Active Site Identification and Mathematical Modeling of Polypropylene Made with Ziegler Natta Catalyst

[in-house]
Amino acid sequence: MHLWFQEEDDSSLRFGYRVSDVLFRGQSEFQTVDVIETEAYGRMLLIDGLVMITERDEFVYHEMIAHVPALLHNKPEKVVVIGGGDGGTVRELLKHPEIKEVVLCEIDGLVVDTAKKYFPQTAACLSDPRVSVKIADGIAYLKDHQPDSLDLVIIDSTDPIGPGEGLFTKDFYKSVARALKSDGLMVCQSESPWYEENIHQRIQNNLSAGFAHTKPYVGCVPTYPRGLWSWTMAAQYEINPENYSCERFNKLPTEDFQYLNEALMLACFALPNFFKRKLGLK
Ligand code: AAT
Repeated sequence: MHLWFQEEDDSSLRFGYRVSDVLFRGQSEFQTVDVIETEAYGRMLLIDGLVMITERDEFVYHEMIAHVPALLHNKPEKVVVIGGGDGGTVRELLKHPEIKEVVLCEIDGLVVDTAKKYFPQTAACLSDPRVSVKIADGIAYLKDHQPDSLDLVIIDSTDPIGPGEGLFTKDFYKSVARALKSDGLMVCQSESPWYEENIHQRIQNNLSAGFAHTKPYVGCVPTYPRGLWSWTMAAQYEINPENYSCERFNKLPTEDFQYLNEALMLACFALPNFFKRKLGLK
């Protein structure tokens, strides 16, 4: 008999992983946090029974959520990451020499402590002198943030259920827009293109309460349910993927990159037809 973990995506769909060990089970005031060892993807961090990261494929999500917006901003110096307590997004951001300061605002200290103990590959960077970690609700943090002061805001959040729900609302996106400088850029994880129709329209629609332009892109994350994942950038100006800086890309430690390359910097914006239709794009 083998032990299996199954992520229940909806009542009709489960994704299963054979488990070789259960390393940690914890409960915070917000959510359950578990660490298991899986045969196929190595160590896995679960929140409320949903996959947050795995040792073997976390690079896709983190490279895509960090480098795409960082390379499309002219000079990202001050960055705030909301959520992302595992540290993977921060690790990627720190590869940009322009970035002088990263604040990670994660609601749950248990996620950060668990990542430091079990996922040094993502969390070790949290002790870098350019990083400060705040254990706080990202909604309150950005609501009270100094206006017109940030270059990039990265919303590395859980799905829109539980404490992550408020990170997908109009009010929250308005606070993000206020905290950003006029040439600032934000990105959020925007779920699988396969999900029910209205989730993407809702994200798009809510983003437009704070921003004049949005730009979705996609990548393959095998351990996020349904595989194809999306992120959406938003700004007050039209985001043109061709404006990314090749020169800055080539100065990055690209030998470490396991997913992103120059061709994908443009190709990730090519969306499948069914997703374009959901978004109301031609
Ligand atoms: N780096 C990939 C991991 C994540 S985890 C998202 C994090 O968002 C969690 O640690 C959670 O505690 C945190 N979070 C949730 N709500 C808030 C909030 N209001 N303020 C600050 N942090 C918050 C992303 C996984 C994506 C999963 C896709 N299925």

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Heterogeneous Ziegler-Natta catalysts are responsible for most of the industrial production of polyethylene and polypropylene. A unique feature of these catalysts is the presence of more than one active site type, leading to the production of polyolefins with broad distributions of molecular weight (MWD), chemical composition (CCD) and stereoregularity. These distributions influence strongly the mechanical and rheological properties of polyolefins and are ultimately responsible for their performance and final applications. The inherent complexity of multiple-site-type heterogeneous Ziegler-Natta catalysts, where mass and heat transfer limitations are combined with a rather complex chemistry of site activation in the presence of internal and external donors, plus other phenomena such as comonomer rate enhancement, hydrogen effects, and poisoning, makes the fundamental study of these systems a very challenging proposition. In this research project, new mathematical models for the steady-state and dynamic simulation of propylene polymerization with Ziegler-Natta heterogeneous catalysts have been developed. Two different modeling techniques were compared (population balances/method of moments and Monte Carlo simulation) and a new mechanistic step (site transformation by electron donors) were simulated for the first time. Finally, polypropylene tacticity sequence length distributions were also simulated. The model techniques showed a good agreement in terms of polymer properties such as molecular weights and tacticity distribution. Furthermore, the Monte Carlo simulation technique allowed us to have the full molecular weight and tacticity distributions. As a result, the 13C NMR analytical technique was simulated and predicted.